Feb 27 2022

Album Review: They Might Be Giants – Flood (#MWE)

The Johns were always oddballs. Out of all the bands my older cousin Joe introduced to me in my most formative years, They Might Be Giants was the weirdest. But unlike another bizarre group in his CD collection, Primus, TMBG weren’t dark or sinister, but rather playful, quirky, slightly nerdy… ok, they were very nerdy. And the Brooklyn duo, consisting of Johns Linnel and Flansburgh, were also kid-friendly, which led to placement on Tiny Toon Adventures, and, eventually, children’s albums from TMBG themselves.

Flood is, by a long shot, their most successful and recognized album, though the jury’s out on whether it’s their best. They Might Be Giants albums are a bit of a mess. A fun mess, sure, and always an adventurous, diverse listen, but a mess nevertheless. Flood is no different, featuring dalliances with country and Western music, polka, and and oldies-era rock’n’roll.

There’s plenty of quirky arrangement here, as well. Lead single “Birdhouse In Your Soul” has a trumpet solo, and, thanks to the marvel of MIDI sequencing, injects a rather off-kilter key change. The song is told from the perspective of a night light, which, yeah, sounds about right. They Might Be Giants are perhaps best known for their novel, strange lyrics and imagery, which never quite enter the realm of straight-up comedy or satire.

“Lucky Ball and Chain” is a fairly straightforward heartbreak song, though the Western pastiche renders it a bit too tongue-in-cheek. The duo’s cover of “Istanbul (Not Constantinople)” is likely their best known song, and for good reason; it’s an unbelievably fun baroque pop rendition held together by violin and a good sense of humor in vocal delivery. “Dead” follows, a strangely beautiful and sentimental piano tune about being reincarnated as a bag of groceries.

Only on a TMBG song can clever political commentary, accordion, drum machines, and sudden shifts in genre all combine for a completely enjoyable track, as on “Your Racist Friend.” Fan favorite “Particle Man,” meanwhile, is guided along by an oom-pah cadence and an abstract tale of a group of men (all with peculiar descriptors) who are fighting with each other. “Twisting” borrows a lot from an old school rock’n’roll template, enough that, were it not so… uh, They Might Be Giants-y, it might have been destined for PA systems at baseball games.

Once they get into the swing of things, the duo begins repeating themselves, rendering Flood with a good chunk of filler. The biggest and best moments on the album are the songs we all remember, and the rest come off as a bit corny. This was They Might Be Giants’ first time in a proper recording studio, so the story goes, and the sessions were utilized for a bit of studio experimentation with sampling and vocal effects. Near the middle section of the album, this focus produces some flat-out melodic duds, like the disaster “Hearing Aid” and the eyeroll-inducing interlude “Minimum Wage.” When the Johns focus on building innovating left-field pop melody, as on “Letterbox” and “Whistling In the Dark,” the album truly shines.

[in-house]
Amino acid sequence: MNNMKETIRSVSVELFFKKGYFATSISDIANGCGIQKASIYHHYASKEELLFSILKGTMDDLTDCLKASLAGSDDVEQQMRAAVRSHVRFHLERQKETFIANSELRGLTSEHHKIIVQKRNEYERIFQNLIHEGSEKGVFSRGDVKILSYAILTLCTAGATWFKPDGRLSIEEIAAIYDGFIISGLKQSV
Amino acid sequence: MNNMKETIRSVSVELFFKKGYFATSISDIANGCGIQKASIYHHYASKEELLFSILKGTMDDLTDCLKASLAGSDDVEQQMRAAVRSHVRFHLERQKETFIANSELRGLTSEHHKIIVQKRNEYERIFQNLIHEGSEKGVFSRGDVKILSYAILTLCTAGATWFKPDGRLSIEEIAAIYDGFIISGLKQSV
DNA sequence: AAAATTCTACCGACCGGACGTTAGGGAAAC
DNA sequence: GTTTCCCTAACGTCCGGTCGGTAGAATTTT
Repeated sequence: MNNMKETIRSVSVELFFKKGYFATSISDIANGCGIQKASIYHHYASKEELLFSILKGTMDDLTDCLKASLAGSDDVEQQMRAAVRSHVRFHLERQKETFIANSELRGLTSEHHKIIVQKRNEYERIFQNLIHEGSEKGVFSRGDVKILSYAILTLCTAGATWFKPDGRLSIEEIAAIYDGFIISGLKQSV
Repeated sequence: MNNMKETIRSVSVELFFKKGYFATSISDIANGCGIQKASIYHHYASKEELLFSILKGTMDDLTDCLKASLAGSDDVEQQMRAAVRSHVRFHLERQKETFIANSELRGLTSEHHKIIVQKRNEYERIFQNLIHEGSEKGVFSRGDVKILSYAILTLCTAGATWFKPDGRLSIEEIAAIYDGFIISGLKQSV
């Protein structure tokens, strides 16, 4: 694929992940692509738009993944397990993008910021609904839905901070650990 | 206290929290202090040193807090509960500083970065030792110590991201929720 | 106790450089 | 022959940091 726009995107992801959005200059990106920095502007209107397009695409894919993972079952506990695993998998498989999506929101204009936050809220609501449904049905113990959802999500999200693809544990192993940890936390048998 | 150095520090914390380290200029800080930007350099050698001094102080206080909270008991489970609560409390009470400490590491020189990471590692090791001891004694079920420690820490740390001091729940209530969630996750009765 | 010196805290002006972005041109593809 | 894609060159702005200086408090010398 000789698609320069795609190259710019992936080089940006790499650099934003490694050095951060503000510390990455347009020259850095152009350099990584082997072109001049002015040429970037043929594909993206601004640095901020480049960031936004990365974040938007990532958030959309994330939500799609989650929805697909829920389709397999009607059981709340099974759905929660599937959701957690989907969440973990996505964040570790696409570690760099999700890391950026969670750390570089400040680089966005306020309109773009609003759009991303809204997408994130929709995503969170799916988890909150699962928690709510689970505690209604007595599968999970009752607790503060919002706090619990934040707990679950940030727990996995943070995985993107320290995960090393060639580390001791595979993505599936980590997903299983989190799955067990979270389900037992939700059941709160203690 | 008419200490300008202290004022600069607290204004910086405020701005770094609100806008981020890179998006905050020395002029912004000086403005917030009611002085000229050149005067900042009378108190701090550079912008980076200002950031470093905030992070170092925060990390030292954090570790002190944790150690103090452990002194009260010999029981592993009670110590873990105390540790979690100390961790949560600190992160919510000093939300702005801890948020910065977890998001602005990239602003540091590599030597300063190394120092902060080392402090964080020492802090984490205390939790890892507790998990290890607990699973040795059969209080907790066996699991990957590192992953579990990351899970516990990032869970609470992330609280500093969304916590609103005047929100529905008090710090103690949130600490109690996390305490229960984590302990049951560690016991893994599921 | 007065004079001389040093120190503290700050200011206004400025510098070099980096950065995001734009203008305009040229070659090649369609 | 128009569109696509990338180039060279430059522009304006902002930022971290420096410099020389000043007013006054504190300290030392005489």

Even though it’s their most commercially successful album, Flood has many moments that could have been left on the cutting room floor. At times, the songs feel too undercooked, and at other times downright off-putting. This has been a typical flaw for many They Might Be Giants releases, however, and when the duo gets going here, they deliver some of their career-defining material.

Score: 6/10

Jul 30 2011

Culture Greyhound Podcast 7/30/11

Every Saturday, I post a 15-20 minute podcast featuring some tracks I’ve been jamming the previous week, as well as some commentary and random musings from yours truly. Enjoy!


Starsmith – Lesson One
Mikal Cronin – Apathy
Gauntlet Hair – Top Bunk
The Morning Benders – Last Nite (Strokes cover)
They Might Be Giants – You Don’t Like Me

Apr 26 2011

Happy They Might Be Giants Awareness Day!

Today is They Might Be Giants Awareness Day! If you don’t know who They Might Be Giants are, a couple of things:

1) They are one of the most aweseomest bands on the planet.
2) Where have you been, dude? They’ve been around since, like, the early ’80s!

So anyway, get educated! Stream the new Join Us EP over at Spinner, and peep the videos below. And if you know about TMBG, spread the word! Today’s the day!
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Aug 10 2010

A Blog Post For My Sis

Today my sis is coming to visit me! I love my sis. More than my fleeting indie cred. So this post is for her.  These are a few of her favorite videos.

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Aug 2 2010

My Ten Favorite Music Videos With Animation

The title says it all; Paste did a similar list a few weeks ago, but I wanted to give my .02, so enjoy these classics.


Honorable Mention: Red Hot Chili Peppers – Californication

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May 13 2010

Five Unusual, Yet Effective, Love Songs

May 3 2010

120 Minutes Ruled

This weekend I visited my family in my hometown of Gruver, Texas, a small town with a Dairy Queen, a gas station, my high school alma mater, and many cows.  So needless to say, I was bored out of my mind.  Luckily my parents have satellite television.  I stumbled onto VH1 Classic, always a treat while at home, and caught some old school videos, concerts, interviews, and one pretty awesome special on Steely Dan’s Aja album.

But the best thing on VH1 Classic, by far, is their two-hour 3AM homage to the old MTV staple 120 Minutes.  In the block, they play old alt videos from (mostly) the 80’s, though an occasional 90’s video crept up in the playlist.  After the jump is a sampling of pretty excellent retro videos I saw while suffering from sleep deprivation and waiting for the next Skinemax movie to come on.

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